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Focus on housing in the draft budget

The Welsh Government’s latest draft budget features further protection for Supporting People, more money for affordable homes and reform of tax on home sales.

The details of the draft budget for 2018/19 and 2019/20 were announced by finance secretary Mark Drakeford on Tuesday following agreement between Welsh Government and Plaid Cymru over the weekend.

An extra £10m will be allocated for Supporting People in each of the next two years, maintaining funding at 2017/18 levels and there will also be an extra £10m to tackle homelessness in each of the next two years.

Capital plans over the three years to 2019/20 include the release of £340m as part of Welsh Government’s £1.4bn investment towards its commitment to build 20,000 affordable homes.

In the first budget where Wales was able to use its tax and borrowing powers, the minister also announced details of the new land transaction tax (LTT) that will replace stamp duty in Wales from April 2018.

He said the new rates would see the average first-time buyer paying no tax and buyers of homes worth up to £400,000 paying the same or less than they did before.

Professor Drakeford said:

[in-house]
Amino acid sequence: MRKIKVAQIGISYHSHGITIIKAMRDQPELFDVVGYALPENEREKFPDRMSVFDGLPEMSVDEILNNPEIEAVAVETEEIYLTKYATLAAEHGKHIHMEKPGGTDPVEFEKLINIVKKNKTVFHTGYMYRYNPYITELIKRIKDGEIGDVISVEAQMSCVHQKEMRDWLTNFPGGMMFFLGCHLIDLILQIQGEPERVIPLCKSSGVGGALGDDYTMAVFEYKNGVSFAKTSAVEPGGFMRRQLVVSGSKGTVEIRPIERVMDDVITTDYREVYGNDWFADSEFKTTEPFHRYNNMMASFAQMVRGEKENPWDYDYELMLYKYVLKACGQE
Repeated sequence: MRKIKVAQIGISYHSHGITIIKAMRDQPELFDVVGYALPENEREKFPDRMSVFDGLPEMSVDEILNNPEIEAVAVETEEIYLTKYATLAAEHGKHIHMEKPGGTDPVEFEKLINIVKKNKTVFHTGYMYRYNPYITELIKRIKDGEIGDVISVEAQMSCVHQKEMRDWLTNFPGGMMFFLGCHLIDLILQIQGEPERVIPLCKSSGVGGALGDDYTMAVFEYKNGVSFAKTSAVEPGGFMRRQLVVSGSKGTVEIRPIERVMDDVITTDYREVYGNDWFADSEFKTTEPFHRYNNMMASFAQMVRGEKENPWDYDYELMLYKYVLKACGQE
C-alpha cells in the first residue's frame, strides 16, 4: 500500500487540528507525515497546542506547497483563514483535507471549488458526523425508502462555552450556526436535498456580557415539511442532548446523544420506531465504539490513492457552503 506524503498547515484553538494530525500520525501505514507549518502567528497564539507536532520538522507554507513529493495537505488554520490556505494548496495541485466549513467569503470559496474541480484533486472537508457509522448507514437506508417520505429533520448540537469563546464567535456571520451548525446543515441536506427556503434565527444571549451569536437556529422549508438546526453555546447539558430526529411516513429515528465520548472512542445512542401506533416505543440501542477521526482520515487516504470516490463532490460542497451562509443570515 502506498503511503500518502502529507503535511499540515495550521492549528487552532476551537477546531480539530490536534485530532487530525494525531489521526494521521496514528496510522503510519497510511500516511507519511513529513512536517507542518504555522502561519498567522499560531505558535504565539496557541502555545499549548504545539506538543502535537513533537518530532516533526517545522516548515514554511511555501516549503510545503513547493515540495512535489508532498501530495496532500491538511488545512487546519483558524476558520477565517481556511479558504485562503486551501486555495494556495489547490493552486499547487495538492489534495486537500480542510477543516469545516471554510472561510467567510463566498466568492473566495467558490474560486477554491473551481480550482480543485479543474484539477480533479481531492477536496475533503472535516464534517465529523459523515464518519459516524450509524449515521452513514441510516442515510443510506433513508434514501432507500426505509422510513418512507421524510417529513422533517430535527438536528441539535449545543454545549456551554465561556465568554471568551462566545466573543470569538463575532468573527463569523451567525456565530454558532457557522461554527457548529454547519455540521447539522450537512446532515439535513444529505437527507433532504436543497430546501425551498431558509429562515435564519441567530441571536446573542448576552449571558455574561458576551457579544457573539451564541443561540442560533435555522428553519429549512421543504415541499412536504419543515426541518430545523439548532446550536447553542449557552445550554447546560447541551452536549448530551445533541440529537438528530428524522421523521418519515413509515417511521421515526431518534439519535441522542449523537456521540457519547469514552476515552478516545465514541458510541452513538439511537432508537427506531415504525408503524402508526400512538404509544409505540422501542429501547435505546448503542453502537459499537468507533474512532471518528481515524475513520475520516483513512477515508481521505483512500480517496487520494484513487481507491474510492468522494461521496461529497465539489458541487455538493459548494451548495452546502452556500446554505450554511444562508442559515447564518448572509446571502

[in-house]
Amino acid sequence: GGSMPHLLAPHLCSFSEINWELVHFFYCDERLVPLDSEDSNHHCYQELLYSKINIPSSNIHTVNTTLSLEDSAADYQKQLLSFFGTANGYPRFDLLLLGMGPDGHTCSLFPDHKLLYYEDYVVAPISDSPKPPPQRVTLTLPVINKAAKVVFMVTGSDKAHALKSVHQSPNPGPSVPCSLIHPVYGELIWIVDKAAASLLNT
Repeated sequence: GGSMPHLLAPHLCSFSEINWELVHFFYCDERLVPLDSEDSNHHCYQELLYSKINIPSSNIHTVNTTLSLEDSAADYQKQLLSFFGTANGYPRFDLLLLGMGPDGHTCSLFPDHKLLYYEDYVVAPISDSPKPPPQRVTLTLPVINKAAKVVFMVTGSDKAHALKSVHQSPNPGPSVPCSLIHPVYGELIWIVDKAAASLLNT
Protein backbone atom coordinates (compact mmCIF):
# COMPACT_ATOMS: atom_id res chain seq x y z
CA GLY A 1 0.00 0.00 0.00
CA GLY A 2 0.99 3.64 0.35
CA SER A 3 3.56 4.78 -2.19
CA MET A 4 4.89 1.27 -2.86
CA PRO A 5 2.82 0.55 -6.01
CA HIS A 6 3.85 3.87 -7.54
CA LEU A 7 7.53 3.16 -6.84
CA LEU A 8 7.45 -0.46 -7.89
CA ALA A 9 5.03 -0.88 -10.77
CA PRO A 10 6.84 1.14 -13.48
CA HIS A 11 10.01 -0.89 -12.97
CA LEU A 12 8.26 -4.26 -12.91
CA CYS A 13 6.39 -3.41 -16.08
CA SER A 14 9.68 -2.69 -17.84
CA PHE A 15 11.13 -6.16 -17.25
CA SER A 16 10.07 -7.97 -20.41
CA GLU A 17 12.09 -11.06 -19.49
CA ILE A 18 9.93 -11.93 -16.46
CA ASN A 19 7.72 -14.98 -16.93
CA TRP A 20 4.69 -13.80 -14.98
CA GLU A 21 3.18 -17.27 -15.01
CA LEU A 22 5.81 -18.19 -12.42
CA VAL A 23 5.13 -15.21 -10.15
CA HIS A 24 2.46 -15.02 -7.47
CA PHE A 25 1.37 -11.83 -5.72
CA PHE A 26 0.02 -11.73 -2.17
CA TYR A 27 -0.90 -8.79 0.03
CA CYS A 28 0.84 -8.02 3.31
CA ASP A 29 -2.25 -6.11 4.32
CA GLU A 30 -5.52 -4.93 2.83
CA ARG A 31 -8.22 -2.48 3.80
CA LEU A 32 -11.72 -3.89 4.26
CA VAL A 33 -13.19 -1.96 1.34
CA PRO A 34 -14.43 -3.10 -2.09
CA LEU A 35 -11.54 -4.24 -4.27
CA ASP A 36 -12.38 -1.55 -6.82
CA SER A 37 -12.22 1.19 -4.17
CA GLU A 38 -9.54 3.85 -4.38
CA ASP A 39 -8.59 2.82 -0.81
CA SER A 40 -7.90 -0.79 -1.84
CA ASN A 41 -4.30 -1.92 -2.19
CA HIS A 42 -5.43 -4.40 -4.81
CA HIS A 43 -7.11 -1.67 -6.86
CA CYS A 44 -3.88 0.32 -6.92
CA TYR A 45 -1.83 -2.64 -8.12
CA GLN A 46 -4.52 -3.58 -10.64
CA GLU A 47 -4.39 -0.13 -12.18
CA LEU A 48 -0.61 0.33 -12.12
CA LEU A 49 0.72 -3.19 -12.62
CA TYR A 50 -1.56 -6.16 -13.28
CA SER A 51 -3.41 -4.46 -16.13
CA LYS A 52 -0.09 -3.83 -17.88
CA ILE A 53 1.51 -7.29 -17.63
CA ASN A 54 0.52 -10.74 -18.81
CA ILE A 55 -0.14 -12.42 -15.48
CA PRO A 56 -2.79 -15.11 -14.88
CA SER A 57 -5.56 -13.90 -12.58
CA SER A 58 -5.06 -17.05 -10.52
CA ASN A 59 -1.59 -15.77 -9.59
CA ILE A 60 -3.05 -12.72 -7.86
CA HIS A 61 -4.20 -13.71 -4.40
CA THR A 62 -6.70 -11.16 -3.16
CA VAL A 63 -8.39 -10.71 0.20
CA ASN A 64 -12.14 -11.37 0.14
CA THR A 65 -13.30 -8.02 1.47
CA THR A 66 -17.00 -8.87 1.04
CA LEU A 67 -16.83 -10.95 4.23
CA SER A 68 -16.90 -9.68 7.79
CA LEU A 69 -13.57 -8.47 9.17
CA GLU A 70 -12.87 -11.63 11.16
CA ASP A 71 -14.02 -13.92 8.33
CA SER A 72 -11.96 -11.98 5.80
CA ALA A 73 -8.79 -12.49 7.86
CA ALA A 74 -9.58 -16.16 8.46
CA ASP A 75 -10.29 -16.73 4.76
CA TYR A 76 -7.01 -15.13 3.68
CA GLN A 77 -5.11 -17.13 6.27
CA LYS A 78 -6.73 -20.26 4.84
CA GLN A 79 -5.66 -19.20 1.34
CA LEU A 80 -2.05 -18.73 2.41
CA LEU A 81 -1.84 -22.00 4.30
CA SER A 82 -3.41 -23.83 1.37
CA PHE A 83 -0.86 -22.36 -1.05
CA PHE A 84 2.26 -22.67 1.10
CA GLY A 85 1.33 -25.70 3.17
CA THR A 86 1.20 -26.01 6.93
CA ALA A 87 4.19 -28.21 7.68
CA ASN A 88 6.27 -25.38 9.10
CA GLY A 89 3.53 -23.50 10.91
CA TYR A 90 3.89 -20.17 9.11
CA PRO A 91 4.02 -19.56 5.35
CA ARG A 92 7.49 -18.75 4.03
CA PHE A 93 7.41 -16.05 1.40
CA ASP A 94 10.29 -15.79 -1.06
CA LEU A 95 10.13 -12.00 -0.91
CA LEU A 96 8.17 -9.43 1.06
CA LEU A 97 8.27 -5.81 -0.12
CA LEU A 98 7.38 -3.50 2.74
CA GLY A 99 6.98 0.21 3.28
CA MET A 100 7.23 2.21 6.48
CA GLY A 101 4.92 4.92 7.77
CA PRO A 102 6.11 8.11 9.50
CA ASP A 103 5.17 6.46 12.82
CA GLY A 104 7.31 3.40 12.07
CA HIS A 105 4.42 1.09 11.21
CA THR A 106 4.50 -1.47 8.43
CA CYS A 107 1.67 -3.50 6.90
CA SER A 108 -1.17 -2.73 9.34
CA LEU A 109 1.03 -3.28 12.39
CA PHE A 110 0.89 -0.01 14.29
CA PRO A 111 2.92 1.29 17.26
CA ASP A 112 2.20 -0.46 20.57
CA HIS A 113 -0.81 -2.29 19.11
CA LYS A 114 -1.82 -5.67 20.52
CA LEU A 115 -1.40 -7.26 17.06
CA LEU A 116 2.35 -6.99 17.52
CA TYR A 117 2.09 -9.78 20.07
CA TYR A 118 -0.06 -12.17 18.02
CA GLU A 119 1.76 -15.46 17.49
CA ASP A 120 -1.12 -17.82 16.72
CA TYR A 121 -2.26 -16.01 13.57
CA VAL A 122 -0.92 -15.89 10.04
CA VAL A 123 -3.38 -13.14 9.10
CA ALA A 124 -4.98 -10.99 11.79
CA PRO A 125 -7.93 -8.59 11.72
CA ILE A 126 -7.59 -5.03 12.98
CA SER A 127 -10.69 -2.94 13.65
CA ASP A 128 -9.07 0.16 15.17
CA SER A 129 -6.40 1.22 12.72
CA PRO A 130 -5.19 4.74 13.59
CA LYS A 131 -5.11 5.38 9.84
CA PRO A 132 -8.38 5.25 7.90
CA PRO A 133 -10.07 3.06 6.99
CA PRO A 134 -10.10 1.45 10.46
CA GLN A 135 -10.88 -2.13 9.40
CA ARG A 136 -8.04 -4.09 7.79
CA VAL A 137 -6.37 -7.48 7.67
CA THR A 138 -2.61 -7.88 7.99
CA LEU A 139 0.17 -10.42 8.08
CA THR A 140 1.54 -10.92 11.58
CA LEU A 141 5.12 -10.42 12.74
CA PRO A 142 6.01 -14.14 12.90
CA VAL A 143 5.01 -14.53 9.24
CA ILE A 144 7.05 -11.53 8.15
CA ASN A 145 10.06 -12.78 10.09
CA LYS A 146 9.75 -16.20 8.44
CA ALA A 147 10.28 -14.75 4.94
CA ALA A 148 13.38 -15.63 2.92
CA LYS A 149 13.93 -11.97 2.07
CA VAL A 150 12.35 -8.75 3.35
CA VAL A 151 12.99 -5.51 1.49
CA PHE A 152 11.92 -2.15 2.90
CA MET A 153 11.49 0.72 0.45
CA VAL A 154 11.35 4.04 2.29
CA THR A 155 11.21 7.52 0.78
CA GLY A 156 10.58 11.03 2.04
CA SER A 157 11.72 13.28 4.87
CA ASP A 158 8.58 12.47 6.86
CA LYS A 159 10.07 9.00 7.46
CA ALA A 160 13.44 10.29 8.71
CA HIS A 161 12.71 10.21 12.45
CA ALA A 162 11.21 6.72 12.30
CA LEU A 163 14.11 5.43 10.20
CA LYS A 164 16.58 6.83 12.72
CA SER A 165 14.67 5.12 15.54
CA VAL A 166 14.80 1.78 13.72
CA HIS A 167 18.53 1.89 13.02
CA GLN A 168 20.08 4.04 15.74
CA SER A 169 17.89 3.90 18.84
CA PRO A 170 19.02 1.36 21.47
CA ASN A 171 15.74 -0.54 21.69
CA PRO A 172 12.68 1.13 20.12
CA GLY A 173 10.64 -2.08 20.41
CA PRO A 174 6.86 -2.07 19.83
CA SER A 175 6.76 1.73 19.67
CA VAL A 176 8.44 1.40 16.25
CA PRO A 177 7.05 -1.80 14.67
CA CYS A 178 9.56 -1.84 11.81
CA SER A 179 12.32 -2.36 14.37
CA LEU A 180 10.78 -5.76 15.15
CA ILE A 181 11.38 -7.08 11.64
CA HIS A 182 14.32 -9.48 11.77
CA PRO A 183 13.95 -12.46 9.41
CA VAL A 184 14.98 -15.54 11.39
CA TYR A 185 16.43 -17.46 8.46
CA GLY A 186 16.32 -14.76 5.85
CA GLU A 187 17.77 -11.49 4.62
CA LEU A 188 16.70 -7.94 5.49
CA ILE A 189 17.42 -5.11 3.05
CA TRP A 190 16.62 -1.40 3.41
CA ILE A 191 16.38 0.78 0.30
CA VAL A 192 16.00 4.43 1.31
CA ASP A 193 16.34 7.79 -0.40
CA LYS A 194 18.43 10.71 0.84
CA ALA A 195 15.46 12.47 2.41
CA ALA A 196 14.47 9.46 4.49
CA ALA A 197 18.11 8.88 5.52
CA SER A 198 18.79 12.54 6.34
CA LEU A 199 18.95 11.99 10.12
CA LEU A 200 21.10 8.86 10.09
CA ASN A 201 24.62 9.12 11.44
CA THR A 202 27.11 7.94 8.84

‘The UK government’s decision to plough on with its flawed policy of austerity means we continue to face cuts to our budget. By the end of the decade, it will have been cut in real terms by 7% since 2010 – £1.2bn less to spend on vital public services.

‘On top of this, the UK government’s £3.5bn of unallocated cuts to public spending for 2019-20 continue to cast a shadow over our plans for the future – this could  mean a further cut of up to £175m to the Welsh budget depending on where the unallocated cuts fall.

‘Despite this, we have published two-year revenue plans to provide stability for public services so they can plan for the future and ambitious three-year capital proposals to build a more secure and prosperous Wales.

Chartered Institute of Housing Cymru welcomed the focus on housing and its role as a vital piece of national infrastructure. Director Matt Dicks said:

‘We are pleased to see such a commitment to boosting the supply of affordable housing in Wales underpinned by an emphasis on supporting those who are homeless and ending rough sleeping. The protection of the Supporting People budget, which provides the funding for a wide range of services provided to potentially vulnerable people and is central to the efforts in preventing homelessness is a signal to the housing profession that our voice is being heard.’

Community Housing Cymru chief executive Stuart Ropke said:

‘This is a good budget for housing with £340m to fund new, affordable homes. Protection of the Supporting People programme means that housing associations can continue their important work changing lives by providing support to those fleeing domestic abuse, suffering from mental illness and experiencing homelessness.’

He added that, with health spending approaching half of the total budget, housing associations are ready to work with the NHS and local government to improve health and keep people out of hospital and in their homes for longer.

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